Study: 10 percent of adults have had drug use disorder

A new survey of American adults revealed that about 10 percent have had a drug use disorder at some point in their lives.

The study – funded by the National Institute on Alcohol Abuse and Alcoholism, which is part of the National Institutes of Health – also found that about 4 percent of Americans met the criteria for drug use disorder in the past year, according to a NIH news release.

“Based on these findings, more than 23 million adults in the United States have struggled with problematic drug use,” said George F. Koob, the NIAAA director, in the news release. “Given these numbers, and other recent findings about the prevalence and under-treatment of alcohol use disorder in the U.S., it is vitally important that we continue our efforts to understand the underlying causes of drug and alcohol addiction, their relationship to other psychiatric conditions and the most effective forms of treatment.”

The diagnosis of drug use disorder is based on a list of symptoms, including craving, withdrawal, lack of control and negative effects on personal and professional responsibilities.

People with at least two of the 11 identified symptoms are diagnosed with a drug use disorder. The disorder is also rated by severity (mild, moderate and severe) depending on the number of symptoms, according to the release.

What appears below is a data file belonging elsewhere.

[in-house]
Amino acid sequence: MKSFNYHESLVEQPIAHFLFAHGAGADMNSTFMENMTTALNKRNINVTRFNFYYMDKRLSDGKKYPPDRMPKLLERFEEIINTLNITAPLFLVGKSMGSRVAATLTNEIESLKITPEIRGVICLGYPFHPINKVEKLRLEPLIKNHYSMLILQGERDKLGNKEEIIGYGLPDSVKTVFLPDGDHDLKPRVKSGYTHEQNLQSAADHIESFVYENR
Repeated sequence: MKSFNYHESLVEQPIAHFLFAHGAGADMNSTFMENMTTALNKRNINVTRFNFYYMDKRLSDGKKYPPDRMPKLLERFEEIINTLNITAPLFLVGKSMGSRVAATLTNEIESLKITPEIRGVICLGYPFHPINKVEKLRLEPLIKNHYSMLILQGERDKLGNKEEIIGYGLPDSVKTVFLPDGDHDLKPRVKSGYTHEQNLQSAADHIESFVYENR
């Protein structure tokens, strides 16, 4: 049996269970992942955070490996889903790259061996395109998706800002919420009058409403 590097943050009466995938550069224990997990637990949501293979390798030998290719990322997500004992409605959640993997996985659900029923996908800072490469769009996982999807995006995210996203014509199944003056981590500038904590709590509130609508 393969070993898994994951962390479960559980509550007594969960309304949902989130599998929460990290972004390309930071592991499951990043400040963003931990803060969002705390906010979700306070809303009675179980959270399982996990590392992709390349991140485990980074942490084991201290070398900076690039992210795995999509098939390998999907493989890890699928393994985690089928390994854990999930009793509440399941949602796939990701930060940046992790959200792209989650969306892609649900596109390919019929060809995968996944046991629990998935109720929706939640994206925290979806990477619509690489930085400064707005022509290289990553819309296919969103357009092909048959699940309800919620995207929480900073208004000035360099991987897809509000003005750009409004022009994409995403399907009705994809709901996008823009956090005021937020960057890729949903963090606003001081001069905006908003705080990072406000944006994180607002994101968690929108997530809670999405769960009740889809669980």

The study looked at problematic use of amphetamines, marijuana, club drugs (ecstasy, ketamine, methamphetamine), cocaine, hallucinogens, heroin, non-heroin opioids (oxycodone, morphine), sedatives/tranquilizers and solvents/inhalants.

The study found that drug use disorder was more common among men, white and Native American people and those who are single or no longer married.

Younger people and those with lower income and education levels were also at greater risk. In addition, those living in the 13 western-most states were more likely to have a drug use disorder in their lives, according to the study.

The research also showed that people with drug use disorder were significantly more likely to have a broad range of psychiatric disorders, such as mood, anxiety, post-traumatic stress and personality disorders.

Those with drug use disorder were also found to be 1.3 times more likely to experience clinical depression, 1.6 times more likely to have PTSD and 1.8 times more likely to have borderline personality disorder than those without the disorder, according to the study.

Marissa Harshman

Marissa Harshman

I'm the health reporter for The Columbian newspaper in Vancouver, Wash. I started at The Columbian -- my hometown newspaper -- in September 2009. Reach me at or 360-735-4546.

Scroll to top